Vaccine news, A Red Book for the new millennium, Preventing SIDS; Eye on Washington



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Vaccine news

Keeping up-to-date with the latest developments in vaccines is getting to be a full-time job. Recent events include:

• A recommendation from the Advisory Committee on Immunization Practices (ACIP) that the new conjugate pneumococcal vaccine (Prevnar) be given to all children 23 months of age and younger and to children up to 5 years of age at high risk of serious pneumococcal disease. The ACIP also recommended considering the vaccine for all children up to age 5, with priority given to African-Americans, American Indians and Alaskan natives, and children who attend out-of-home day care. These recommendations are similar to those issued earlier by the American Academy of Pediatrics (AAP). The ACIP also voted to include the vaccine in the Vaccines for Children program.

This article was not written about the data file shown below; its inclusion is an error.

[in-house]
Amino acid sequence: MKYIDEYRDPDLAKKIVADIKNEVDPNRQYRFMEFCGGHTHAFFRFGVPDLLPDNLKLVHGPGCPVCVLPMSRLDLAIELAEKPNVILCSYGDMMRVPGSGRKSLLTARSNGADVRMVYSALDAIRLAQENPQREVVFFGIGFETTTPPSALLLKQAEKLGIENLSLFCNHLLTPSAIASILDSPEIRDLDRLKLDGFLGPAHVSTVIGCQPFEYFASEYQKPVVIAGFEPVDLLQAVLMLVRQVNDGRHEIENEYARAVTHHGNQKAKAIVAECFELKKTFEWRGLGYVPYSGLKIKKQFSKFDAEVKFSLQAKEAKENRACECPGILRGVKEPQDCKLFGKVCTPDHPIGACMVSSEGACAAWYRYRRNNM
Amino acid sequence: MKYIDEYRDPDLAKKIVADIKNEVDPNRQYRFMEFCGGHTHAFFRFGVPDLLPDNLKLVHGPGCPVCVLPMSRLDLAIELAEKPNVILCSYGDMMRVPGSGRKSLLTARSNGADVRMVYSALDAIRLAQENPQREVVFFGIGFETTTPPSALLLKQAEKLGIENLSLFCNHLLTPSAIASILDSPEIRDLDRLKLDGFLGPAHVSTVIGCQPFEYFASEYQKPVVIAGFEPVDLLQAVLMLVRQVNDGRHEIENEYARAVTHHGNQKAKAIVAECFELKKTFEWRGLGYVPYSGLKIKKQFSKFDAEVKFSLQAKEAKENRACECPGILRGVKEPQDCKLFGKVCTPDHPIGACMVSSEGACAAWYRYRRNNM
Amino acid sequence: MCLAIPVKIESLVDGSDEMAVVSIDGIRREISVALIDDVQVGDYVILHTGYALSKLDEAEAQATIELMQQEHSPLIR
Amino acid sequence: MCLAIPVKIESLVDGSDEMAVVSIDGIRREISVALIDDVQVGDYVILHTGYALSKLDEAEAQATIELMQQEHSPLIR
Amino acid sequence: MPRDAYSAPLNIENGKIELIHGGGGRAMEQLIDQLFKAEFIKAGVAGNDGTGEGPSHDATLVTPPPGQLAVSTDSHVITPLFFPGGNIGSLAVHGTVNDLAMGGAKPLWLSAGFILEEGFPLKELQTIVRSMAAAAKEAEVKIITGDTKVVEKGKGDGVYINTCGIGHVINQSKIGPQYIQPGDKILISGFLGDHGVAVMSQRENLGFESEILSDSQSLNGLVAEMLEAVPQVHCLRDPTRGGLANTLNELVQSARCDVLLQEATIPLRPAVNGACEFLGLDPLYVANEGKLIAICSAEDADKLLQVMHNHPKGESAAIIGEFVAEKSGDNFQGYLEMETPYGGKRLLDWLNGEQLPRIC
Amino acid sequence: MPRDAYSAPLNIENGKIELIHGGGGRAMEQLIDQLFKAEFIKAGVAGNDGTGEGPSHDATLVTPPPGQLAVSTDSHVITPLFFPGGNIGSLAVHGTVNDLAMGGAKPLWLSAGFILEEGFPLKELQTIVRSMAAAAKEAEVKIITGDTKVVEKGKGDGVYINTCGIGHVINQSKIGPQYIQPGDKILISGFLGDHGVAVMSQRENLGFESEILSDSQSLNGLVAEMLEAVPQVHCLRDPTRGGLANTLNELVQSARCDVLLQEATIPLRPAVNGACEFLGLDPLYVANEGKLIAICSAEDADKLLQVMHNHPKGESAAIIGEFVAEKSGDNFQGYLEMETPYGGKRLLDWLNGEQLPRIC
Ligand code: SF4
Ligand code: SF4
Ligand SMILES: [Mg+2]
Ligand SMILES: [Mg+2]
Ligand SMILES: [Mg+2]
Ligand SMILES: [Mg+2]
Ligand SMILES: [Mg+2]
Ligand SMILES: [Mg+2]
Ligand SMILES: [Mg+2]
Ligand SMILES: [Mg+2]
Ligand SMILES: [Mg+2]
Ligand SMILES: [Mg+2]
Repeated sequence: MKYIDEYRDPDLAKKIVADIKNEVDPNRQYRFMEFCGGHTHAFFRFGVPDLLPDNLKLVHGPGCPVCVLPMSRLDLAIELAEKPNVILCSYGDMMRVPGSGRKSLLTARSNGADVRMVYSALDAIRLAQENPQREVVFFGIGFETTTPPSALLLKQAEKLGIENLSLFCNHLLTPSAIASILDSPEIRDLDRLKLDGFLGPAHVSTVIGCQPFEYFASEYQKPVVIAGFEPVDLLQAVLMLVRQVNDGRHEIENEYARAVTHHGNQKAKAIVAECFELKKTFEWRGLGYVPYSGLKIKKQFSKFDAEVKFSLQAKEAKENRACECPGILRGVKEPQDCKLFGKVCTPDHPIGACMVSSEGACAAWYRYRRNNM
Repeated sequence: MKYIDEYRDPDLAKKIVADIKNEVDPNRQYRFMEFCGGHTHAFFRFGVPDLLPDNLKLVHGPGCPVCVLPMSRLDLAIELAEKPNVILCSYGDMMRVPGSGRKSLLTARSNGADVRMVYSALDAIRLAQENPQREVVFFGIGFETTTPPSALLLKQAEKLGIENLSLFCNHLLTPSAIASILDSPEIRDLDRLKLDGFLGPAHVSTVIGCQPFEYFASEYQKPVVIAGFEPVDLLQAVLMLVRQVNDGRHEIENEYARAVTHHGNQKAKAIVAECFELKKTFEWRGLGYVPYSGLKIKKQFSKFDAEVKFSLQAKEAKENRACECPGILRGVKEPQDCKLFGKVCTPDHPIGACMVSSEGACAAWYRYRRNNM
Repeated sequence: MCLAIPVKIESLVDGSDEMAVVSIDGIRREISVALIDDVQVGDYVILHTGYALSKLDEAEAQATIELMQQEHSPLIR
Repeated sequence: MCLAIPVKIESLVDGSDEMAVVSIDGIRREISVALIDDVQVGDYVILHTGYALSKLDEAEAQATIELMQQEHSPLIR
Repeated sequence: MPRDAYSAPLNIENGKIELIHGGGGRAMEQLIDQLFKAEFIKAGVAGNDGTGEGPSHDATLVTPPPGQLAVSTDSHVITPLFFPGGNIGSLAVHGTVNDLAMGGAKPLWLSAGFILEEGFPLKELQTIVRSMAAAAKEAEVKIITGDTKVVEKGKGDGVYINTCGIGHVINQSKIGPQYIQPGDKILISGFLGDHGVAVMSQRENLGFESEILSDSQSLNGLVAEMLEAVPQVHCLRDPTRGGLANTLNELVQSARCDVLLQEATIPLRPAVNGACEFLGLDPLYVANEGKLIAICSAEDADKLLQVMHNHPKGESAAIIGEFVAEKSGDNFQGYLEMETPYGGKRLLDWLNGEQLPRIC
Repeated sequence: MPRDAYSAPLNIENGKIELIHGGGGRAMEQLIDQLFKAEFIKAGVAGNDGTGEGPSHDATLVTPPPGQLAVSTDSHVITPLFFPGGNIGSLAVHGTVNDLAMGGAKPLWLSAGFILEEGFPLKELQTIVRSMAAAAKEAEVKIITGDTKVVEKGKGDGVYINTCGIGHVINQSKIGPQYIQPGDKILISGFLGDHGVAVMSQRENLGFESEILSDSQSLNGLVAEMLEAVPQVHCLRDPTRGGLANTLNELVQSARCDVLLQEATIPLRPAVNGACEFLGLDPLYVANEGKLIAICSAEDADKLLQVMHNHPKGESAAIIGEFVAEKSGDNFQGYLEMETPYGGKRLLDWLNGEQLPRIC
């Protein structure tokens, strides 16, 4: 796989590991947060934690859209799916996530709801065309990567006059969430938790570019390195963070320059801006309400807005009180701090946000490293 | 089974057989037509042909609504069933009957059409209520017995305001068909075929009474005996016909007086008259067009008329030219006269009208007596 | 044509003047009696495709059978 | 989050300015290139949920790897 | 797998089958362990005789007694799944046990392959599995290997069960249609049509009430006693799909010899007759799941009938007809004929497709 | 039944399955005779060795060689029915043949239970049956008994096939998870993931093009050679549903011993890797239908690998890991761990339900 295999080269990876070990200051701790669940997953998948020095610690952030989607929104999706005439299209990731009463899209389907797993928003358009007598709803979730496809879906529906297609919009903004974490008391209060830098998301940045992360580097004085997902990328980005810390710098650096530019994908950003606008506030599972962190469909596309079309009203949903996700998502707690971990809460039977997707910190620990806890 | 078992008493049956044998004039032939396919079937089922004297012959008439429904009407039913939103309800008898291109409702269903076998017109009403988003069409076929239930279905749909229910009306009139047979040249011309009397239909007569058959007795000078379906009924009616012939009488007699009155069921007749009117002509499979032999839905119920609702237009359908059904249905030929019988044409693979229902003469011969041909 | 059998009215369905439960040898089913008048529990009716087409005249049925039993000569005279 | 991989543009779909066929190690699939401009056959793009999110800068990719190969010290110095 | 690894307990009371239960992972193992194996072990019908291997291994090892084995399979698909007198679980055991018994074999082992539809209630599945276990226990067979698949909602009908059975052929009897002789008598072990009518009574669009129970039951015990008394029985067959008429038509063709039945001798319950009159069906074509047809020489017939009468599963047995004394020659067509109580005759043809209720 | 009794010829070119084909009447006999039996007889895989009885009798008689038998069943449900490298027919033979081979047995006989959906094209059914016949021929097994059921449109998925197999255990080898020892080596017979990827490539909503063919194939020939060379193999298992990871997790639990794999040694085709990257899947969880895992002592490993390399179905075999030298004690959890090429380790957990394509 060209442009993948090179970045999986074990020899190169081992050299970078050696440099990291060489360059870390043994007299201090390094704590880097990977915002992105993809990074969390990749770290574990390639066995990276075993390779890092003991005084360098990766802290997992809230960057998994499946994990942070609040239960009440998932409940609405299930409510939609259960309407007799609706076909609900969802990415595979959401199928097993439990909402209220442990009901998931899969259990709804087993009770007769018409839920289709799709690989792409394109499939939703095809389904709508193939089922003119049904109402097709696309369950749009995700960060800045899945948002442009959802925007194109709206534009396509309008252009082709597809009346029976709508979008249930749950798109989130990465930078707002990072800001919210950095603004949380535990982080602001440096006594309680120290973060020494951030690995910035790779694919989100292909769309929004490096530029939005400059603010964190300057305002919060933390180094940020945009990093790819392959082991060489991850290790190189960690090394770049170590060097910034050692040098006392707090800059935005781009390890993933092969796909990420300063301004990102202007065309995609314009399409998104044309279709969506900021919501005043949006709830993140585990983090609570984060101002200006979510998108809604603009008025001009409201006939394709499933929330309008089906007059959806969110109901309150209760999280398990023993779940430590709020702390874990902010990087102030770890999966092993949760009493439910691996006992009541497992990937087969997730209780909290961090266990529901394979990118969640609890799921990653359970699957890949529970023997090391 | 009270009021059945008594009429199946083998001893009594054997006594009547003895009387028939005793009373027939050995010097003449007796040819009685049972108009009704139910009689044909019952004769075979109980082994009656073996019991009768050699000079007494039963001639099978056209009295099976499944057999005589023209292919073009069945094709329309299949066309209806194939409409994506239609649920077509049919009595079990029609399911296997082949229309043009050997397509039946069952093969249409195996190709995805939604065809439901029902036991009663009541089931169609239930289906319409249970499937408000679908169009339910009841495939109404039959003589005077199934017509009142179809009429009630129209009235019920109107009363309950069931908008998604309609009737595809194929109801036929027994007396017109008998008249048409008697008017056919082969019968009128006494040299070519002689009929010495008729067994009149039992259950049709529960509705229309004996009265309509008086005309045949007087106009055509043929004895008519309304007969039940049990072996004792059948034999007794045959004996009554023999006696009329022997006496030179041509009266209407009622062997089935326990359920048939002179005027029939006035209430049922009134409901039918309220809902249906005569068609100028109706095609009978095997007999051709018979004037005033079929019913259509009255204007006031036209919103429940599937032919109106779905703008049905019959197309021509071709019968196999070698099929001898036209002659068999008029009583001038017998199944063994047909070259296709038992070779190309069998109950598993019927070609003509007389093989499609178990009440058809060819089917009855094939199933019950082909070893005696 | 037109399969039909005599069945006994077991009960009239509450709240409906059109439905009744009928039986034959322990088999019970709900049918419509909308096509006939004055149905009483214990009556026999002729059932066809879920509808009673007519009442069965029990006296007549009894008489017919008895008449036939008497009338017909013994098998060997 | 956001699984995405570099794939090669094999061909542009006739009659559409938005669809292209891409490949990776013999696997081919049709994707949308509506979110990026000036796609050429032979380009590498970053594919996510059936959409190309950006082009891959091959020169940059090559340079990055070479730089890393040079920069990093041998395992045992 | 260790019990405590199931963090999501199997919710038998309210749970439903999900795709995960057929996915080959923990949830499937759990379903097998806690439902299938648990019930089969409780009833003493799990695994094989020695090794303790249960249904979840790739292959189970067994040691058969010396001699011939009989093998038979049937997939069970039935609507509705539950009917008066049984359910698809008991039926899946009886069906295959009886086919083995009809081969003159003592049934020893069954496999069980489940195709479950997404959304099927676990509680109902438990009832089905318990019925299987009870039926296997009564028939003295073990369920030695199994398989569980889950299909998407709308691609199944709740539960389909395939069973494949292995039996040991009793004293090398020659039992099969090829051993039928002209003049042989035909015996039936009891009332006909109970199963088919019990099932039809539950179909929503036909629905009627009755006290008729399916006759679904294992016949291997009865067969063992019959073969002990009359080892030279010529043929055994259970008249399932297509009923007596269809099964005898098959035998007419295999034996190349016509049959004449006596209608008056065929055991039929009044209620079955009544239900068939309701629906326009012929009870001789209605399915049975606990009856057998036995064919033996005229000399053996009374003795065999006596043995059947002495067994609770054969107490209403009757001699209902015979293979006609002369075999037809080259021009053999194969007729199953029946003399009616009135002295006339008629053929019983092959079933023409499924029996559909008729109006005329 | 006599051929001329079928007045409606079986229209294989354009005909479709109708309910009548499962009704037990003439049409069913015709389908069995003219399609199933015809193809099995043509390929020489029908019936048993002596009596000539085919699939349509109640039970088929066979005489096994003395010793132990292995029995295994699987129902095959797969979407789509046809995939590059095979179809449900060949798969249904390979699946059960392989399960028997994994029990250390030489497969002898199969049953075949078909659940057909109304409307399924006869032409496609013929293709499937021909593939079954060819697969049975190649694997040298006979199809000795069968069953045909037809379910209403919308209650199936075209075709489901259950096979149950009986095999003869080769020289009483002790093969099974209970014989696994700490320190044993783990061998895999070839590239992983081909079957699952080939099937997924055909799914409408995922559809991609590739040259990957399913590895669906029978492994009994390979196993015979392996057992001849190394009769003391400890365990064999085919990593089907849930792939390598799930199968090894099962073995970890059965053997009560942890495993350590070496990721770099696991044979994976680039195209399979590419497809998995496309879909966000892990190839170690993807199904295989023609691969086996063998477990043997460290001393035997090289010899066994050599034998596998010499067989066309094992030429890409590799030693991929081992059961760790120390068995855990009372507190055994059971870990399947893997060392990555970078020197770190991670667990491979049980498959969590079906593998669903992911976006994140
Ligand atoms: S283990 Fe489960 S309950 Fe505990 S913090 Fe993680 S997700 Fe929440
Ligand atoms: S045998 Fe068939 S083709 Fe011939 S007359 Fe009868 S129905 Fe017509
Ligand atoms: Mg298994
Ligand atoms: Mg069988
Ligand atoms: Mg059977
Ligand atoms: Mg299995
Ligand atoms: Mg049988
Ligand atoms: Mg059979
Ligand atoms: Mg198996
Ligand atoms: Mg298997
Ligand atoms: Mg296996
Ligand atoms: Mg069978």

• A report from the Centers for Disease Control and Prevention (CDC) showing an 80% drop in the incidence of varicella in Los Angeles county since the introduction of varicella vaccine. This drop in the infection rate, even among people who did not receive the vaccine, is evidence of herd immunity produced by the vaccine, the CDC says. And if this news isn't sufficiently persuasive to induce parents and providers to use the vaccine, the opinion of children themselves might turn the tide: A Yankelovitch survey commissioned by the National Association of Pediatric Nurse Associates and Practitioners (NAPNAP) found that seven out of 10 children who have had chickenpox thought it was so unpleasant they would have preferred a shot.

A Red Book for the new millennium

Red Book 2000: Report of the Committee on Infectious Diseases, 25th edition, is now available from the AAP. Developed with the assistance and advice of hundreds of contributors from across the country, the new edition contains a multitude of significant revisions, updates, and additions.

Among them are:

• The immunization schedule for the year 2000

• Revisions to the sections on rotavirus, Lyme disease, varicella, polio, parasitic and fungal infections, and hepatitis A and C

• Updated sources of vaccine information, including Web sites and fax and telephone numbers

• New material on managing injection pain and dealing with parental misconceptions about immunization